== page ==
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Black Facts for June 25th

1933 - James Meredith

James Meredith is a 20th century eminent American Civil Rights Movement figure. He was involved in political advisory committee and also wrote about the social inequality issues. Besides, he was a war veteran and was the first black to be admitted in an all-white university.

James Howard Meredith was born on June 25, 1933 in Kosciusko, Mississippi to Moses Meredith and Roxie. He descended from a cultural diverse family having British Canadian, Choctaw, Scots and African-American heritage. Mississippi at that time was under Jim Crows tyrant rule and therefore all the schools in his territory were segregated as “white” and “colored”. Meredith went to a segregated local high school and after graduation he joined United States Air Force. He served in the air force for nine years. Upon his return, he went on to attend Jackson State University and earned good grades. Afterwards, he applied to the state-funded University of Mississippi which only accepted white students. However, he insisted on having equal civil rights.

His application was rejected twice but he didn’t give up. In his application, Meredith wrote he needed admission for his country, race, family, and himself and that he intend to pursue the degree all the way. Leader of National Association for the Advancement of Colored People, Medgar Evers assisted James Meredith on the matter. He filed a lawsuit against the U.S. District Court for the Southern District of Mississippi with the support from the NAACP Legal Defense and Educational Fund. The lawsuit claimed the cause of rejection was not the unsatisfactory grades because he had a highly successful academic record, but the reason was solely based on his colour. After a dozens of hearings, the case finally went to the U.S. Supreme Court. The court ruled in his favor, giving him the right to apply to any segregated university and be admitted.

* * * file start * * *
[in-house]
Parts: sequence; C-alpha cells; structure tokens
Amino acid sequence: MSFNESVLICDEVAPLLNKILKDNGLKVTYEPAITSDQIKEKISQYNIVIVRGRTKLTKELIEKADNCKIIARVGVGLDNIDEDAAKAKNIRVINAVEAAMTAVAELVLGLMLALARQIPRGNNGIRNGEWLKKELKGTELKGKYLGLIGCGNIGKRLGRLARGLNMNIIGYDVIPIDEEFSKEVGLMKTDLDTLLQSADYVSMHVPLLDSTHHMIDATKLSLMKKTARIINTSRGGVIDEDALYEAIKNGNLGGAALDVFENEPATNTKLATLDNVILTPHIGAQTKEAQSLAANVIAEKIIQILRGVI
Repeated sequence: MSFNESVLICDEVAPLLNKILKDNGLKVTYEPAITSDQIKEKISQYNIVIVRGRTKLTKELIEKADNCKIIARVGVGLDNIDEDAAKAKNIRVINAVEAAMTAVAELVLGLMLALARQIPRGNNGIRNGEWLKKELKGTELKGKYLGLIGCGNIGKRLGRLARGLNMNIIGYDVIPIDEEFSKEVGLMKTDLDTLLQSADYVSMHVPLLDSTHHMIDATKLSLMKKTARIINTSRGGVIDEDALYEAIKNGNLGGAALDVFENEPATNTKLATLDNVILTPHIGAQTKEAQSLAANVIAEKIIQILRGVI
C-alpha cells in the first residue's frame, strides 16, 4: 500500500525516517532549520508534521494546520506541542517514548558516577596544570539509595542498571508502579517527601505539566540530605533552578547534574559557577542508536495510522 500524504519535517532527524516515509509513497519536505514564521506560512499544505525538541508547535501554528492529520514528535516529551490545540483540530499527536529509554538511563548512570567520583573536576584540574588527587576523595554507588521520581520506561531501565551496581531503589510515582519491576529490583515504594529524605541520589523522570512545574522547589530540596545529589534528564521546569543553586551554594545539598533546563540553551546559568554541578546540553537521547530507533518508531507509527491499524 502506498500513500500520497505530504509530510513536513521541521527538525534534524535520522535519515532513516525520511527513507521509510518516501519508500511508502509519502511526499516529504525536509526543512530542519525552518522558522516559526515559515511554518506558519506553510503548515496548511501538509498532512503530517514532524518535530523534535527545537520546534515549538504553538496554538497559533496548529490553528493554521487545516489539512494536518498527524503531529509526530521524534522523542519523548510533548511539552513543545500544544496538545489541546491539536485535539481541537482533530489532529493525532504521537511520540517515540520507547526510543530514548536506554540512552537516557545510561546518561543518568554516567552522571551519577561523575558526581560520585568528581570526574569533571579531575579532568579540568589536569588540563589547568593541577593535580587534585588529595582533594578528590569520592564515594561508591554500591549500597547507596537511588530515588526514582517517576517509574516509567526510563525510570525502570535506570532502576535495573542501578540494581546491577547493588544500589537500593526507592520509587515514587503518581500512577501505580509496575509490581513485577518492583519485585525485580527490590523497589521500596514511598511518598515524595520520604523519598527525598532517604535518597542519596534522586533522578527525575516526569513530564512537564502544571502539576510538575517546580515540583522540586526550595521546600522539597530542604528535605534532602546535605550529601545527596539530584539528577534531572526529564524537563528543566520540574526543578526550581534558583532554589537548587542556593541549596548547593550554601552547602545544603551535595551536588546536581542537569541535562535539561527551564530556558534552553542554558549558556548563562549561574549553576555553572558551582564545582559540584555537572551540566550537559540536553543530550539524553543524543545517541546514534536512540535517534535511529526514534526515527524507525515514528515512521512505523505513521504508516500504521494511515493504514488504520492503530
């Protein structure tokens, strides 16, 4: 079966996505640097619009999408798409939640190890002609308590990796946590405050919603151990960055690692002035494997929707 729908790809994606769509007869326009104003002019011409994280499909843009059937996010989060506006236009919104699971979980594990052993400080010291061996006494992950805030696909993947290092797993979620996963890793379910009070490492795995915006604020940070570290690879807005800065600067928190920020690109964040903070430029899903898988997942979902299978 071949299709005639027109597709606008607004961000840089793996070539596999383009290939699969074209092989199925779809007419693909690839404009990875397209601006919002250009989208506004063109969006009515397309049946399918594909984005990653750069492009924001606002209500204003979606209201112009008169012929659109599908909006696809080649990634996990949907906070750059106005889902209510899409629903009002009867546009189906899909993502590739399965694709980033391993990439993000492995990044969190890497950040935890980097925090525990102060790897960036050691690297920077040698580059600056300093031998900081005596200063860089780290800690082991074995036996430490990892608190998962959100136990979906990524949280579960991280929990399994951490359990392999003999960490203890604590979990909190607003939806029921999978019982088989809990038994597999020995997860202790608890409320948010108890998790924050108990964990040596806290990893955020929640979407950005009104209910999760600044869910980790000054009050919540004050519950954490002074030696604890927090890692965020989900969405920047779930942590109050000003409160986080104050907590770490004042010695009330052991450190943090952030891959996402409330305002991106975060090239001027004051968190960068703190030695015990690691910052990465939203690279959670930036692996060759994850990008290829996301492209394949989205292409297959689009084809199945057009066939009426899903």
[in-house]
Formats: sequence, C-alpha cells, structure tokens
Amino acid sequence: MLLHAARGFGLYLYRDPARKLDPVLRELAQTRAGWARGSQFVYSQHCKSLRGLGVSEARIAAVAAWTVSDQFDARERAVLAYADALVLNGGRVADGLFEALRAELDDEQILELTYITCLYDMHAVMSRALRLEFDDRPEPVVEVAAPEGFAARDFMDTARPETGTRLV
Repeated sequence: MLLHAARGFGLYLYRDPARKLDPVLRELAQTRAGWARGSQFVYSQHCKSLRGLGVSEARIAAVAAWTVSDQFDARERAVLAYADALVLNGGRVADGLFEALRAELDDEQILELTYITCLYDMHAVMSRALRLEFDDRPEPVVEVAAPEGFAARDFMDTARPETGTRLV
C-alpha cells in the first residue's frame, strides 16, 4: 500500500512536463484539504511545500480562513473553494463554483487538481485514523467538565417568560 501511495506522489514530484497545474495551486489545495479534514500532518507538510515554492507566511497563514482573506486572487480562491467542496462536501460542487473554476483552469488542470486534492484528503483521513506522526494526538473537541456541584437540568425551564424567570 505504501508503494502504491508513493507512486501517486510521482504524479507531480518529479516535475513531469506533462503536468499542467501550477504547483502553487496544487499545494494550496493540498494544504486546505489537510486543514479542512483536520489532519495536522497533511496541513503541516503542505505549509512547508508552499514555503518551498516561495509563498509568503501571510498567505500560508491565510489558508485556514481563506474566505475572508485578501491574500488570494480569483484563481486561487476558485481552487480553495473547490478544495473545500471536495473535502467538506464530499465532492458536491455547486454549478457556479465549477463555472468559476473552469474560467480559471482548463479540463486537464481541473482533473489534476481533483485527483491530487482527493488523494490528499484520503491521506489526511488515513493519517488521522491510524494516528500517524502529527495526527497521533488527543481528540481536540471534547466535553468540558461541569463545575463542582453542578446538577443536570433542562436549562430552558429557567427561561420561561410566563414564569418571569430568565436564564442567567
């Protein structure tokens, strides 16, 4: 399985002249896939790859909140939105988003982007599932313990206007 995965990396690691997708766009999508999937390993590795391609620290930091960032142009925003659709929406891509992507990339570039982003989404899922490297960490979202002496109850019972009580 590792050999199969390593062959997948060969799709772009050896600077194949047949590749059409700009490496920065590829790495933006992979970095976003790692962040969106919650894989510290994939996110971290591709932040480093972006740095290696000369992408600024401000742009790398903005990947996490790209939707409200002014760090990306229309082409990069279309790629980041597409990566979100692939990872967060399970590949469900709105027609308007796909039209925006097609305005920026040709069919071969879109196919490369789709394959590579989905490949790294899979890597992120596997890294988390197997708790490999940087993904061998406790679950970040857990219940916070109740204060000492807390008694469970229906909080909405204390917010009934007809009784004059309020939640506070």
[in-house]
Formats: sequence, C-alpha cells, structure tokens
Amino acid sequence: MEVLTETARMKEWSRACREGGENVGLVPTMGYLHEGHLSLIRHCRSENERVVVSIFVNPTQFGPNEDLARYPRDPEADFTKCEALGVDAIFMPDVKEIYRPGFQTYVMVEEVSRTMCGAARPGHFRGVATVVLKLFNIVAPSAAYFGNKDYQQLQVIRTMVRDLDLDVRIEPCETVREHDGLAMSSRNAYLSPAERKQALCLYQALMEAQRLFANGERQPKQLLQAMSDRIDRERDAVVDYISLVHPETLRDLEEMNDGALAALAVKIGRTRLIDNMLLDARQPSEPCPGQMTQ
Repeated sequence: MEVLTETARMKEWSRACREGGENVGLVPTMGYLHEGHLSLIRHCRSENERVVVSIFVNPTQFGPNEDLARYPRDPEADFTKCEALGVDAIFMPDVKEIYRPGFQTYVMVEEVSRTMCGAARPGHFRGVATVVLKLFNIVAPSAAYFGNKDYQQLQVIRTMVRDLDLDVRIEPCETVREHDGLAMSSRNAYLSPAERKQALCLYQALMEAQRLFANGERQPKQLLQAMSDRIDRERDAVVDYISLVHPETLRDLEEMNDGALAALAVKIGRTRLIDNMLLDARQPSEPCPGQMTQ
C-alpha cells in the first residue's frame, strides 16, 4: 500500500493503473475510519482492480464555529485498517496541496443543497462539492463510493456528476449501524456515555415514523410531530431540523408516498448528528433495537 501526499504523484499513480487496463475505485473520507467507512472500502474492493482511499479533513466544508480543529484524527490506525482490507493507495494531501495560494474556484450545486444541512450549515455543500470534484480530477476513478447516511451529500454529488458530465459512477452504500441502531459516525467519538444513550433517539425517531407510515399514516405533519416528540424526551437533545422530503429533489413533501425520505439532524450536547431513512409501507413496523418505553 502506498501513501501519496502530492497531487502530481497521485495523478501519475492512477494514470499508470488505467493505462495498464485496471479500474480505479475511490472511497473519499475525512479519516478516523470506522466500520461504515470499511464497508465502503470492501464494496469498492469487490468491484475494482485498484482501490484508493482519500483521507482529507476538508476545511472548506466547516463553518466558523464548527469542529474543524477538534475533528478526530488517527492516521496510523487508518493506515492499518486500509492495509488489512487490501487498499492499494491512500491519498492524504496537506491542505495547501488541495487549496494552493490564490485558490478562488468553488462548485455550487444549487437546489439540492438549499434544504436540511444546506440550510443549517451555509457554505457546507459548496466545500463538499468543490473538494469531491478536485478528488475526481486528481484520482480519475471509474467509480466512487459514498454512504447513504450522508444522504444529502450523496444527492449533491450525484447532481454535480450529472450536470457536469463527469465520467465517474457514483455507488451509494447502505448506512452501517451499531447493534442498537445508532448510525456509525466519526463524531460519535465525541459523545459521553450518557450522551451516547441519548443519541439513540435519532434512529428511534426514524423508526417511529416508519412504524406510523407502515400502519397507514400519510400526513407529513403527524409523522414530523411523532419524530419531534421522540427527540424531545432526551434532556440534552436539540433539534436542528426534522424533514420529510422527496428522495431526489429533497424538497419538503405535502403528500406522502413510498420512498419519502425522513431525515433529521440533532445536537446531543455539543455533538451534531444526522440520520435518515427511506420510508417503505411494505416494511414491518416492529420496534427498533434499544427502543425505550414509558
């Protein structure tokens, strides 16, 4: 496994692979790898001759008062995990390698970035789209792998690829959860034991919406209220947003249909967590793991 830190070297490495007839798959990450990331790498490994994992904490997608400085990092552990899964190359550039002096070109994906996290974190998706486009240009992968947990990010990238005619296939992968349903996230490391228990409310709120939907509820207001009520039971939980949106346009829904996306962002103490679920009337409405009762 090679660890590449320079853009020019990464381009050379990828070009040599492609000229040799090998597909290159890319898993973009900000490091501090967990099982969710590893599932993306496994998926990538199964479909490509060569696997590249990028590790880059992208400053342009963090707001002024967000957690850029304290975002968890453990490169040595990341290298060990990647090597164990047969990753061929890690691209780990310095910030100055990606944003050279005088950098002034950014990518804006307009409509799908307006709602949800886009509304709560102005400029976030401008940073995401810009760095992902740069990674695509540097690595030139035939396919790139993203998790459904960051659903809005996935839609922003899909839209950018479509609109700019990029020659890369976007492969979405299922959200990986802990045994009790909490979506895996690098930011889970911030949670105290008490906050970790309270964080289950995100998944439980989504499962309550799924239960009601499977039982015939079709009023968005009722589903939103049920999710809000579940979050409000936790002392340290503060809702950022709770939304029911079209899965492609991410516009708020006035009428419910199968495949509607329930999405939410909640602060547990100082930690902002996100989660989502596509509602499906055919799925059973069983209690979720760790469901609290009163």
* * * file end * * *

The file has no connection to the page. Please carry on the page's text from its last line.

However, Meredith’s struggle for justice was not over yet. Democratic Governor of Mississippi, Ross Barnett felt being cheated of his right to discriminate and

1954 - Sonia Sotomayor

Sonia Sotomayor , in full Sonia Maria Sotomayor (born June 25, 1954, Bronx, New York, U.S.), associate justice of the Supreme Court of the United States from 2009. She was the first Hispanic and the third woman to serve on the Supreme Court.

The daughter of parents who moved to New York City from Puerto Rico, Sotomayor was raised in a housing project in the Bronx. After the death of her father, her mother worked long hours as a nurse to support the family. Sotomayor credits the episodes of the television crime show Perry Mason (1957–66) that she watched as a child with influencing her decision to become a lawyer. She graduated summa cum laude from Princeton University (B.A., 1976) before attending Yale Law School, where she worked as an editor of the Yale Law Journal. She graduated in 1979 and worked for five years as an assistant district attorney in New York county before pursuing private practice in a New York firm, where she worked on intellectual property and copyright cases.

In 1992 Pres. George H.W. Bush appointed Sotomayor a federal judge in the U.S. District Court, Southern District of New York. As a federal judge, Sotomayor received national attention in 1995 when she ruled in favour of Major League Baseball players, then on strike, who were suing because of changes to the free agent system and salary arbitration rules. Sotomayor issued an injunction against the team owners, effectively bringing the eight-month strike to an end.

When Pres. Bill Clinton nominated Sotomayor to be a judge of the U.S. Court of Appeals for the Second Circuit in 1997, Republican senators delayed her appointment for more than a year because of their concerns that the position might lead to a Supreme Court nomination. After her appointment to the court in 1998, Sotomayor was known for her candid, direct speaking style and for her carefully reasoned decisions. Some of her decisions provoked controversy. In 2001 she ruled in favour of a woman with dyslexia who wanted more accommodations under the Americans with Disabilities